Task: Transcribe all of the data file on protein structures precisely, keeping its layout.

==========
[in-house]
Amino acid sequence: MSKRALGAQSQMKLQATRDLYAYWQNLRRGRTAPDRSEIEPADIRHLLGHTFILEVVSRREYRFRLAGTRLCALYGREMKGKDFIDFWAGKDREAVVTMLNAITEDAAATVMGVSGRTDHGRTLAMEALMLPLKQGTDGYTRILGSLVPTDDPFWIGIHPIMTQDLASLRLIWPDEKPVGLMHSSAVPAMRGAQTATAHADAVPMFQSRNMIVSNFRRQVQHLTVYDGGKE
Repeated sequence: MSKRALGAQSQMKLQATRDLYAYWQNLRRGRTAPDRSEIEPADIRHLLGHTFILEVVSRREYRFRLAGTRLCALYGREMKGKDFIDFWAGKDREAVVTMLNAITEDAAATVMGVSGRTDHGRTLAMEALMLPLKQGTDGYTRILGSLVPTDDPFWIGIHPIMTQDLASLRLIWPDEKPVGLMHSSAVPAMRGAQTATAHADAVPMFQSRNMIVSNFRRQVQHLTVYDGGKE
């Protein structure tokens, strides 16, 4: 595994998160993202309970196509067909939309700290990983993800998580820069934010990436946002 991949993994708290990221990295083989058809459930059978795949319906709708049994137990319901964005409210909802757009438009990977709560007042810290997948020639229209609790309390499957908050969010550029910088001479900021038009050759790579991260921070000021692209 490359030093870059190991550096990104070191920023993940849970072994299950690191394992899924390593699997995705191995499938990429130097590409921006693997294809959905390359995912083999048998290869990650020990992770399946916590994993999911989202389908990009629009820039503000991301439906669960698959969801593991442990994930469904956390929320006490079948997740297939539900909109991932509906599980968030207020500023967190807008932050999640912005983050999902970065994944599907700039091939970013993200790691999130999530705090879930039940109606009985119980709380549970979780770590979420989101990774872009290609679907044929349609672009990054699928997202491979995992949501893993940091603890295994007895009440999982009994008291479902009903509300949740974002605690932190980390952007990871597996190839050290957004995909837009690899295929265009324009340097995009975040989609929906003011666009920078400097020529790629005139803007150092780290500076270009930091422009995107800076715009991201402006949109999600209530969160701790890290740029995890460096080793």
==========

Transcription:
[in-house]
Amino acid sequence: MSKRALGAQSQMKLQATRDLYAYWQNLRRGRTAPDRSEIEPADIRHLLGHTFILEVVSRREYRFRLAGTRLCALYGREMKGKDFIDFWAGKDREAVVTMLNAITEDAAATVMGVSGRTDHGRTLAMEALMLPLKQGTDGYTRILGSLVPTDDPFWIGIHPIMTQDLASLRLIWPDEKPVGLMHSSAVPAMRGAQTATAHADAVPMFQSRNMIVSNFRRQVQHLTVYDGGKE
Repeated sequence: MSKRALGAQSQMKLQATRDLYAYWQNLRRGRTAPDRSEIEPADIRHLLGHTFILEVVSRREYRFRLAGTRLCALYGREMKGKDFIDFWAGKDREAVVTMLNAITEDAAATVMGVSGRTDHGRTLAMEALMLPLKQGTDGYTRILGSLVPTDDPFWIGIHPIMTQDLASLRLIWPDEKPVGLMHSSAVPAMRGAQTATAHADAVPMFQSRNMIVSNFRRQVQHLTVYDGGKE
């Protein structure tokens, strides 16, 4: 595994998160993202309970196509067909939309700290990983993800998580820069934010990436946002 991949993994708290990221990295083989058809459930059978795949319906709708049994137990319901964005409210909802757009438009990977709560007042810290997948020639229209609790309390499957908050969010550029910088001479900021038009050759790579991260921070000021692209 490359030093870059190991550096990104070191920023993940849970072994299950690191394992899924390593699997995705191995499938990429130097590409921006693997294809959905390359995912083999048998290869990650020990992770399946916590994993999911989202389908990009629009820039503000991301439906669960698959969801593991442990994930469904956390929320006490079948997740297939539900909109991932509906599980968030207020500023967190807008932050999640912005983050999902970065994944599907700039091939970013993200790691999130999530705090879930039940109606009985119980709380549970979780770590979420989101990774872009290609679907044929349609672009990054699928997202491979995992949501893993940091603890295994007895009440999982009994008291479902009903509300949740974002605690932190980390952007990871597996190839050290957004995909837009690899295929265009324009340097995009975040989609929906003011666009920078400097020529790629005139803007150092780290500076270009930091422009995107800076715009991201402006949109999600209530969160701790890290740029995890460096080793």